Throughout Steven Gerrard's career, the midfielder has become known as one of the game's deep thinkers.
To hear Gerrard in public, was to more often than not, hear him pick through the carcass of a deeply chastening experience that he was determined to avoid repeating in the future.
Big-game mistakes, mediocre performances and defeats have always brought out sombre tones from Gerrard, with the Liverpool skipper even admitting he was "suicidal" after an own goal cost the Reds in the 2005 League Cup final against Chelsea.
“It was a nightmare. I felt suicidal,” Gerrard told The Telegraph back in 2012.
“It was bad, one of the worst days I have had, especially against Chelsea. I was linked with them for a while before that cup final.
"Then to go and score an own goal – there were Liverpool fans who probably thought I meant it at the time – and to get the defeat was a nightmare too, for me and the team."
Gerrard was also in reflective mood when discussing his fateful slip that led to Demba Ba opening the scoring against Liverpool for Chelsea back in April - a game that ultimately cost them their first league title in 24 years.
He told reporters ahead of the World Cup: "If I’d done a bad backpass, scored an own goal, or done my job wrong it would have really beaten me up for a long time. I keep saying to myself, how, where and why? There are no answers because it was a slip."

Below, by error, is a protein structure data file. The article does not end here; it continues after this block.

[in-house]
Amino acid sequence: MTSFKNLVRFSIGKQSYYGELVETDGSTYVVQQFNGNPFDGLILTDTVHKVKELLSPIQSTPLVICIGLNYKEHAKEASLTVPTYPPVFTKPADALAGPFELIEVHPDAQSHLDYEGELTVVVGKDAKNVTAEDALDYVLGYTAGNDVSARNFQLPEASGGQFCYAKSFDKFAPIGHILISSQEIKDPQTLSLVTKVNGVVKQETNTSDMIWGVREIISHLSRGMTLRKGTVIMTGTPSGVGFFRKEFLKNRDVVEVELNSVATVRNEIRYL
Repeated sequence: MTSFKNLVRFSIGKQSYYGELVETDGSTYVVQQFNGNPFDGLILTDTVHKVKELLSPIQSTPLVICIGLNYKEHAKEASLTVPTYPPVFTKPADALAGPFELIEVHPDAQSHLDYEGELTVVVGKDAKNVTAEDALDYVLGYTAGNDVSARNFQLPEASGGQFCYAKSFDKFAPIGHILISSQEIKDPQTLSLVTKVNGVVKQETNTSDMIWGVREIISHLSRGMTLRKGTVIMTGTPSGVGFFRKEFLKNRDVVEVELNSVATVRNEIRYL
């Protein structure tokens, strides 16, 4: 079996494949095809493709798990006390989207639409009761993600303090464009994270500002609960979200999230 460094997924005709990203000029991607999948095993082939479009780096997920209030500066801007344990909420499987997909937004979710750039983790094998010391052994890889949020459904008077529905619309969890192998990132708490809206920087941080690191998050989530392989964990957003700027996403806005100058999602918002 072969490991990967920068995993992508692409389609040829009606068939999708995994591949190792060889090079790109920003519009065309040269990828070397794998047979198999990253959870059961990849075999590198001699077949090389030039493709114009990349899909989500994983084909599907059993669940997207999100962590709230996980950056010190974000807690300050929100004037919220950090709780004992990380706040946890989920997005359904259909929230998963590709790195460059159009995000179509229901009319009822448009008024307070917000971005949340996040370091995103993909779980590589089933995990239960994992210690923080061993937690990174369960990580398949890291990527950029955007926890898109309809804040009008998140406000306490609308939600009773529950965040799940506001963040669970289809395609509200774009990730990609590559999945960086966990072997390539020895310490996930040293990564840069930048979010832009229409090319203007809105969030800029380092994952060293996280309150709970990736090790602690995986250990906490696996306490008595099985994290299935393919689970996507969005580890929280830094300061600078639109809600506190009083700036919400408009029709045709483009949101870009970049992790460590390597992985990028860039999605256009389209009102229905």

Speaking on his decision to retire from international duty after 14 years of service, Gerrard said: “This has been a very difficult decision, one of the toughest I’ve had to make in my career.
"I have agonised over this since coming back from Brazil and have spoken to family, friends and people close to me in the game before coming to this point."
Rightly or wrongly, Gerrard has always felt more secure mulling over disappointments rather than extolling his virtues that have led to him winning almost every trophy in club football with his boyhood Liverpool.
Which is why his decision to retire from international can only be good news for the Reds.
After two straight defeats at the World Cup, the Three Lions were already eliminated from the competition before Gerrard was introduced as a late substitute for what turned out to be the last of 114 England caps in the 0-0 draw with Costa Rica.
Following England's dismal campaign in Brazil, one gets the feeling that the tortured soul in Gerrard was inconsolable.
Having the skipper focus solely on his club side for the rest of his playing days will prove to be beneficial for those connected with the Anfield club.
The 34-year-old will no longer have to deal with the twin pressures of performing at an elite level for both club and country, and the midfielder can play his game safe in the knowledge that his every touch is still worshipped by fans in the Kop.